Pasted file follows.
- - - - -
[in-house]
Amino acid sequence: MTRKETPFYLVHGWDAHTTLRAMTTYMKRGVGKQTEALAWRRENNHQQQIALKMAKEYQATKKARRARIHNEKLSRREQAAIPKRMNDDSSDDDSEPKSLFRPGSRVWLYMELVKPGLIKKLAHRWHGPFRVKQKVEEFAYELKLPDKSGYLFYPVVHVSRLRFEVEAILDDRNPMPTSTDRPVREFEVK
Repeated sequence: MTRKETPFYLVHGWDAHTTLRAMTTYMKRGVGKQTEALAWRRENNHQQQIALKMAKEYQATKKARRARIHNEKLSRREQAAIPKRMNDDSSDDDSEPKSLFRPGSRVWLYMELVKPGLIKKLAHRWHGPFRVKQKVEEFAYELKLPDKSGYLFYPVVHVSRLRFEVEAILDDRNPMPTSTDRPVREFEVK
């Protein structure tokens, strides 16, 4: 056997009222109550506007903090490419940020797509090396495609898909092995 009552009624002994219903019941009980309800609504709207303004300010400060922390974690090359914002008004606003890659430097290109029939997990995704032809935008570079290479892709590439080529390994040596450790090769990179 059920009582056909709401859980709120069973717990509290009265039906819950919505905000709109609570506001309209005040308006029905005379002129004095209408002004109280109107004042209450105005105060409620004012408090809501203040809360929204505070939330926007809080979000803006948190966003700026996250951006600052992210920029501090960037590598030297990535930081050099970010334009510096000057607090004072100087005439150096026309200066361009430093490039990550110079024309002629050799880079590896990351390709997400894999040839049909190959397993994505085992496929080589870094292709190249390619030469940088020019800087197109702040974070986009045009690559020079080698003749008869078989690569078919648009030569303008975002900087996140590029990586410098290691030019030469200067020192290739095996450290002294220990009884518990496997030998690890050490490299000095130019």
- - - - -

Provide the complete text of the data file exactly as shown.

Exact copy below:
[in-house]
Amino acid sequence: MTRKETPFYLVHGWDAHTTLRAMTTYMKRGVGKQTEALAWRRENNHQQQIALKMAKEYQATKKARRARIHNEKLSRREQAAIPKRMNDDSSDDDSEPKSLFRPGSRVWLYMELVKPGLIKKLAHRWHGPFRVKQKVEEFAYELKLPDKSGYLFYPVVHVSRLRFEVEAILDDRNPMPTSTDRPVREFEVK
Repeated sequence: MTRKETPFYLVHGWDAHTTLRAMTTYMKRGVGKQTEALAWRRENNHQQQIALKMAKEYQATKKARRARIHNEKLSRREQAAIPKRMNDDSSDDDSEPKSLFRPGSRVWLYMELVKPGLIKKLAHRWHGPFRVKQKVEEFAYELKLPDKSGYLFYPVVHVSRLRFEVEAILDDRNPMPTSTDRPVREFEVK
């Protein structure tokens, strides 16, 4: 056997009222109550506007903090490419940020797509090396495609898909092995 009552009624002994219903019941009980309800609504709207303004300010400060922390974690090359914002008004606003890659430097290109029939997990995704032809935008570079290479892709590439080529390994040596450790090769990179 059920009582056909709401859980709120069973717990509290009265039906819950919505905000709109609570506001309209005040308006029905005379002129004095209408002004109280109107004042209450105005105060409620004012408090809501203040809360929204505070939330926007809080979000803006948190966003700026996250951006600052992210920029501090960037590598030297990535930081050099970010334009510096000057607090004072100087005439150096026309200066361009430093490039990550110079024309002629050799880079590896990351390709997400894999040839049909190959397993994505085992496929080589870094292709190249390619030469940088020019800087197109702040974070986009045009690559020079080698003749008869078989690569078919648009030569303008975002900087996140590029990586410098290691030019030469200067020192290739095996450290002294220990009884518990496997030998690890050490490299000095130019």